Research Associate: Arjun Berera Graduate Students: Doris J. Wagner, Stuart Wick, and Rob Cutler, and Steve Jacobson
Dr. Weiler's research concentration includes modeling the symmetry breaking of the electroweak (EW) theory with scalar "Higgs" sectors, and identifying search strategies to seek these exotic Higgs particles at the world's highest energy accelerators; looking for the effects of physics beyond what is now known (i.e. beyond the "Standard Model") in the quantum loop corrections to the EW interaction; investigating possible origins and signatures of CP-violation; seeking and modeling the properties of the elusive neutrino particle; using neutrino extragalactic cosmic rays to ask and answer several questions about the content and evolution of the universe as a cosmological system. Another way to characterize these research interests would be TeV physics (which includes symmetry breaking in gauge-field theory, supersymmetry physics, EW radiative corrections, Higgs physics, the top quark, and the fundamental origin of the experimentally tiny CP-violation); neutrino physics and astrophysics (as it hints at the origin of mass and mixing of fundamental quanta, as a probe into the sun's center, and as a cosmic ray window on the hottest astrophysical sources - supernovae, gamma-ray bursters, quasars- and on cosmology itself); and other particle physics aspects of astrophysics (the Hawking radiation spectrum) and cosmology (the nature of the mysterious "dark matter" that seems to comprise most of the universe). Dr. Weiler's interests are driven by surprises in recent data, or by the prospects of new data in unexplored regimes of physics. He expects to continue to focus his research on the areas of elementary particle physics and astrophysics/cosmology where the prospects for continued experimental surprises remain bright.
One set of topics studied in Professor Kephart's recent work includes the quantum physics of black holes and cosmic wormholes. It is deduced that the very early universe (soon after the big bang) was in thermal equilibrium, which is in contradiction to what is predicted by Einstein's equations if the universe is expanding as a relativistic gas. Professor Kephart and a collaborator have shown that the equilibrium can be restored if a more complicated universe containing cosmic wormholes is considered. Wormholes in space-time act like bridges between vastly separated locations in space. Black holes can also arise in the early universe and may contribute to the generation of the structure like galaxies, clusters of galaxies, and cosmic voids we see today.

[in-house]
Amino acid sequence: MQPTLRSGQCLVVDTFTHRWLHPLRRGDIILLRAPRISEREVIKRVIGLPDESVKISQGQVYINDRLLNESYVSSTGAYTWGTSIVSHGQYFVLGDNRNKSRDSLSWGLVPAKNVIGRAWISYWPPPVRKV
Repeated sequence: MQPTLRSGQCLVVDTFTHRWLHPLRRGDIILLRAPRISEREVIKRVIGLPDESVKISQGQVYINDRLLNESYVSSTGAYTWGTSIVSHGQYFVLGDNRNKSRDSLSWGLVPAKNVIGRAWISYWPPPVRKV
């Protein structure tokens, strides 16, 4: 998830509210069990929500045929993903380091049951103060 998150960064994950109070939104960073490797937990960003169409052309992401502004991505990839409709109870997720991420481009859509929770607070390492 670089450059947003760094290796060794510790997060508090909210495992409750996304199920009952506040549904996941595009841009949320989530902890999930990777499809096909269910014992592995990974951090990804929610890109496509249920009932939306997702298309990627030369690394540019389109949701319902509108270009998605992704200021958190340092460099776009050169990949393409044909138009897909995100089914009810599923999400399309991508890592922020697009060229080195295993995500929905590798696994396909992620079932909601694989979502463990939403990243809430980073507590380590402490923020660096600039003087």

The group has graduated four Ph.D. students and one M.S. student. The Ph.D. students went on to postdocs at Texas A&M University (Pois) and at Tsing Hua University in Taiwan (Ng), and to faculty positions in Hungary (Forisz) and at Cumberland University (Farris). The M.S. student (Strobl) went to the University of Cambridge in England where he completed his Ph.D. Four postdoctoral fellows have formerly held two or three year appointments with the group. Subsequently, they left here for other postdoctoral positions at Northwestern University (Yuan), University of Valencia in Spain (Hochberg), University of Southampton in England (Diaz), and University of Hawaii (Ter Veldhuis).
1. "Wormhole Cosmology and the Horizon Problem," D. Hochberg and T. W. Kephart, Physical Review Letters 70, 2665 (1993).
2. "Effective Potential of a Black Hole in Thermal Equilibrium with Quantum Fields," D. Hochberg, T. W. Kephart and J. W. York, Jr., Physical Review D49, 5257 (1994).
3. "Magnetic Monopoles as the Highest-Energy Cosmic Ray Primaries, T.W. Kephart and T.J. Weiler, Astroparticle Phys. 4, 27 (1996).
4. "Higgs Boson Mass as the Discriminator of Electroweak Models," M. A. Diaz, T. A. ter Veldhuis, and T. J. Weiler, Physical Review Letters 74, 2876 (1995).